Meanwhile, demand grows for an alternative. While big companies such as Google offer little comfort for privacy-aware social network users, a group of undergraduate students have raised over US$100,000 based on little more than a flashy web site with some nascent plans for a decentralised OSN. While these ideas are nothing new, hopefully they will use some of their funds to develop a system that is usable by “silver surfers” as well as holders of Computer Science PhDs.

So maybe the market will decide. Perhaps Facebook has underestimated the costs of their users’ privacy and will suffer a loss in market share and business as a result. Or perhaps their users would actually prefer more of their data to be public, and the privacy-aware competitors will fall by the wayside. Either way, these social network site builders would no doubt have benefited from a privacy value network framework to help understand the costs of privacy.

Data-mining the data miners

by ian.brown | April 16th, 2010

Wendy Grossman has written this week’s net.wars about the Privacy Open Space conference we hosted earlier this week in Oxford, with several mentions of Privacy Value Networks:

So privacy is hard: to define, to value, to implement. As Seda Gürses, studying how to incorporate privacy into social networks, said, privacy is a process, not an event. “You can’t do x and say, Now I have protected privacy.”

Here are the slides I used in a short presentation on how privacy issues are being debated in the UK’s current general election:

Information Privacy Challenges in Healthcare

by chrysanthi.papoutsi | April 4th, 2010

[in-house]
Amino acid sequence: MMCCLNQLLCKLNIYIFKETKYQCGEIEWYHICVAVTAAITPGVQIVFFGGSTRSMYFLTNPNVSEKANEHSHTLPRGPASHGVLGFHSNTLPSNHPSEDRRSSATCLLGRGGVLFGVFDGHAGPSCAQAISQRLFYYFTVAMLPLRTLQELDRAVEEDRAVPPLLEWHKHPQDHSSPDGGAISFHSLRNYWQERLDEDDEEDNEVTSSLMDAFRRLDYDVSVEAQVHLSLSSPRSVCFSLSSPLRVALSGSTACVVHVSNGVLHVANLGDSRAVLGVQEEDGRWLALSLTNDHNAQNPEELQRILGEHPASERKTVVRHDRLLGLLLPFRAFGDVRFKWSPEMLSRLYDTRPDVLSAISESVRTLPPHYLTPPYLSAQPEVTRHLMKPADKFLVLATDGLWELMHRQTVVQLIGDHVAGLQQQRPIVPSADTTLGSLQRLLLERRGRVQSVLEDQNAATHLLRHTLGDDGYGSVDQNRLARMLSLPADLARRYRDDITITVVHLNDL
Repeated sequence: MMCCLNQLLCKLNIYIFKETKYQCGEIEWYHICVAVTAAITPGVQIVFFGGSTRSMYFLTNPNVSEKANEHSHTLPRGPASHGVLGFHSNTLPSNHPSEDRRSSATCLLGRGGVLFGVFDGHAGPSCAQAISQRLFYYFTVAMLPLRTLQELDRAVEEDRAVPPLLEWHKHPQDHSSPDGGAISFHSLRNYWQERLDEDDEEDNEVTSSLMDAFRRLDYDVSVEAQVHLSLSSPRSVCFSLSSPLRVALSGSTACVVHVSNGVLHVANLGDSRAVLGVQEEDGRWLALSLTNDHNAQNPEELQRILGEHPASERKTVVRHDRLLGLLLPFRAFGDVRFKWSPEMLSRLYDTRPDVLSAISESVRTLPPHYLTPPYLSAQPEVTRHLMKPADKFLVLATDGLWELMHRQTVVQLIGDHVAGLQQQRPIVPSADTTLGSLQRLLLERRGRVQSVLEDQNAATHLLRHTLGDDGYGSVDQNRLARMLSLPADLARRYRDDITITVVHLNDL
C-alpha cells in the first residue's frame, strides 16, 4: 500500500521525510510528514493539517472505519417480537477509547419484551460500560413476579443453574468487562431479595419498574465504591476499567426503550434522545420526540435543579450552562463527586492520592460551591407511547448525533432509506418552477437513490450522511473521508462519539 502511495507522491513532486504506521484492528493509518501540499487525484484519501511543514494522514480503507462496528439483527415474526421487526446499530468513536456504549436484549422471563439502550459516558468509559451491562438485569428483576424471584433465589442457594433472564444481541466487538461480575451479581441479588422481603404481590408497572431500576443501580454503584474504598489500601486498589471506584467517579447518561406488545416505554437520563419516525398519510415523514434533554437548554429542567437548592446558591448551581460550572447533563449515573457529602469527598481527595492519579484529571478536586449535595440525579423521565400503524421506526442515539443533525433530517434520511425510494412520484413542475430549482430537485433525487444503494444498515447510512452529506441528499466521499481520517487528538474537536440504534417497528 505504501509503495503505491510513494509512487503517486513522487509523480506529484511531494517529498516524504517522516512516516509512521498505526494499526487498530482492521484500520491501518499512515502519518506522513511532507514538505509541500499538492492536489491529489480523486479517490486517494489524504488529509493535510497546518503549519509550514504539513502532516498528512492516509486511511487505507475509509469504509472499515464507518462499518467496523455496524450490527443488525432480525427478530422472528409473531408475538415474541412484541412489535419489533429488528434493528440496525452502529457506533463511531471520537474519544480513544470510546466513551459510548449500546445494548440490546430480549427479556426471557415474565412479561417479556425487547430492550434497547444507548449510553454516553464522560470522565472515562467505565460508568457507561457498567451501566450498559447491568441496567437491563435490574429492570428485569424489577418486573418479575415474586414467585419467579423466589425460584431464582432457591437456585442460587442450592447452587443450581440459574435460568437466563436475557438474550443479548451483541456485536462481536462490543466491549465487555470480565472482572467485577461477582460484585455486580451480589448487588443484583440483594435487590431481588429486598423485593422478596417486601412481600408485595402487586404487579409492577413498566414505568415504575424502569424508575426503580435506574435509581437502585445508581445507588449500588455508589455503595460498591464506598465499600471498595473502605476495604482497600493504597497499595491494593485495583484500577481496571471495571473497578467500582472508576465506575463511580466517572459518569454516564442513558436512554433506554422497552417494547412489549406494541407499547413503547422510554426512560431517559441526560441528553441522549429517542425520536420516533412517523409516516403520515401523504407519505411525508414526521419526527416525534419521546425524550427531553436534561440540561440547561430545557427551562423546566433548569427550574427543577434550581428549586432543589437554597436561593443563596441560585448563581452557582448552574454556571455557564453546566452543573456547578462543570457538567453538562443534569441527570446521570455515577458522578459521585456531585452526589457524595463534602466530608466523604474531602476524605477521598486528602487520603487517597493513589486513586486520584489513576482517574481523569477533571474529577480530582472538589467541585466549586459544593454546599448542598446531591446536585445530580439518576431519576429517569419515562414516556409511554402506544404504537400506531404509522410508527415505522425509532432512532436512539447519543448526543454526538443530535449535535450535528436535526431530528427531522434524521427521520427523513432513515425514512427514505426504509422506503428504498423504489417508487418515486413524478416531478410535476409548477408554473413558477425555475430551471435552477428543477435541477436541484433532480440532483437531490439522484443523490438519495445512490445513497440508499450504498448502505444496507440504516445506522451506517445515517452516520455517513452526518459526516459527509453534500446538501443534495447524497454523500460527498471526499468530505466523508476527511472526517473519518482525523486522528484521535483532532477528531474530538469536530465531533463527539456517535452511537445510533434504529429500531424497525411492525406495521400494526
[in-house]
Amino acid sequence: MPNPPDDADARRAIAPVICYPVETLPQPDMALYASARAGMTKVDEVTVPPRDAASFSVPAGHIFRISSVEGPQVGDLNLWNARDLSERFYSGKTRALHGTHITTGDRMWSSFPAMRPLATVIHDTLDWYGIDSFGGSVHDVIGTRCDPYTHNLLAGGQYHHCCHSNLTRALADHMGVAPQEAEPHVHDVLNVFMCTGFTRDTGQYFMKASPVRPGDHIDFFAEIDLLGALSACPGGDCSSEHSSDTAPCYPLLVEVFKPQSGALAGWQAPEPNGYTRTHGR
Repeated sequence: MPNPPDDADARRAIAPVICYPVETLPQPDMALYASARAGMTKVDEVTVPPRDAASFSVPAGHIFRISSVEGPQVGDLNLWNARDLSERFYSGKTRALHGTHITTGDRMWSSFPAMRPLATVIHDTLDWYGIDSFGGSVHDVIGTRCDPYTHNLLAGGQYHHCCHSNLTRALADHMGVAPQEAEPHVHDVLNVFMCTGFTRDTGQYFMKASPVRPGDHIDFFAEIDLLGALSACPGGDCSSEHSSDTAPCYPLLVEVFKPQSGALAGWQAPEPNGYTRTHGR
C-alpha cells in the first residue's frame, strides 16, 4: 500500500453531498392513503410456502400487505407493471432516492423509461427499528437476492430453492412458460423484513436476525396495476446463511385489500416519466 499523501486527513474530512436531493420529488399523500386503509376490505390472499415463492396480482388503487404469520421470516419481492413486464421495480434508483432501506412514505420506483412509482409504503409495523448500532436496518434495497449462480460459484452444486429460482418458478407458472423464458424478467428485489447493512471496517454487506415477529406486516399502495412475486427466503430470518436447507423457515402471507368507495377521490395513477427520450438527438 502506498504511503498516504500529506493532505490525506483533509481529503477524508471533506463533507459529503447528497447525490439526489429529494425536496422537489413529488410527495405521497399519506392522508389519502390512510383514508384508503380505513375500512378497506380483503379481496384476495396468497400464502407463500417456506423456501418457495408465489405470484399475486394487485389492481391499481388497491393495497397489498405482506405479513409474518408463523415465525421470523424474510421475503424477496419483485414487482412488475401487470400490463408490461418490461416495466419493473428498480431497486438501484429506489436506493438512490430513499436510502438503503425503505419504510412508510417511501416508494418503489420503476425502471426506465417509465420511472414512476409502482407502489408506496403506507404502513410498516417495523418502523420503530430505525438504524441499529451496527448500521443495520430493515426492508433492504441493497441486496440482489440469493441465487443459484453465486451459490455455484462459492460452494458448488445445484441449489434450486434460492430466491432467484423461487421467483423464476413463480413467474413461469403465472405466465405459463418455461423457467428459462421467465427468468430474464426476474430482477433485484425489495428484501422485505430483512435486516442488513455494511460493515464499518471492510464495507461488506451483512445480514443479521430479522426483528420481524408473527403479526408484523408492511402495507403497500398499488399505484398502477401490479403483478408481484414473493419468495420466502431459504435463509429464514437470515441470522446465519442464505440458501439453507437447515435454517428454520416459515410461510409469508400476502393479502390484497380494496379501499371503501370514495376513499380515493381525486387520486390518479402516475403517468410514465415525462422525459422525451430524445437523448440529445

The poster I co-authored with Dr Ian Brown and presented recently at the IADIS e-Society 2010 conference in Portugal, aims at illustrating the background to information privacy risks in healthcare. This research is part of the work undertaken for one of the project’s case studies and the focus of my doctoral thesis.

The extensive discussion in the literature on information privacy produced little consensus on how the concept should be articulated and how it should be balanced against other values. It remains an elusive term and its use is contextual and situated. The objective of this work is to provide a nuanced understanding of information privacy perspectives and practices in the context of HIV clinics.

Healthcare consists of information intensive organisations, where professionals collect personal data and medical histories, perform operations, tests and prescribe treatments that feed information into patients’ files. Information cannot remain secret but acquires value by use and sharing. Medical needs require information to be at the right time at the right place within and outside the environment of specific clinics in a hospital. At the same time, the inherent sensitivity of health information cannot be ignored. In this context, information privacy is associated with patient confidentiality, one of the most important values of the medical community. However, it is difficult to balance critical medical needs of information disclosure under uncertainty, with patients’ claims for privacy protection. As confidentiality seems to be emergent and enacted within the everyday work routine, where people act in conflicting and dynamic groups, a range of perspectives and practices can be identified.

This research study is currently under way. Further steps include three case studies of HIV clinics, using qualitative methods such as document analysis, in-depth, semi-structured interviews, focus groups, as well as quantitative measures, like repertory grids. Participants will primarily be health professionals, health workers, administrative employees and IT staff in HIV clinics of NHS Hospitals. In addition, the views of stakeholders from the NHS and community organisations will be examined.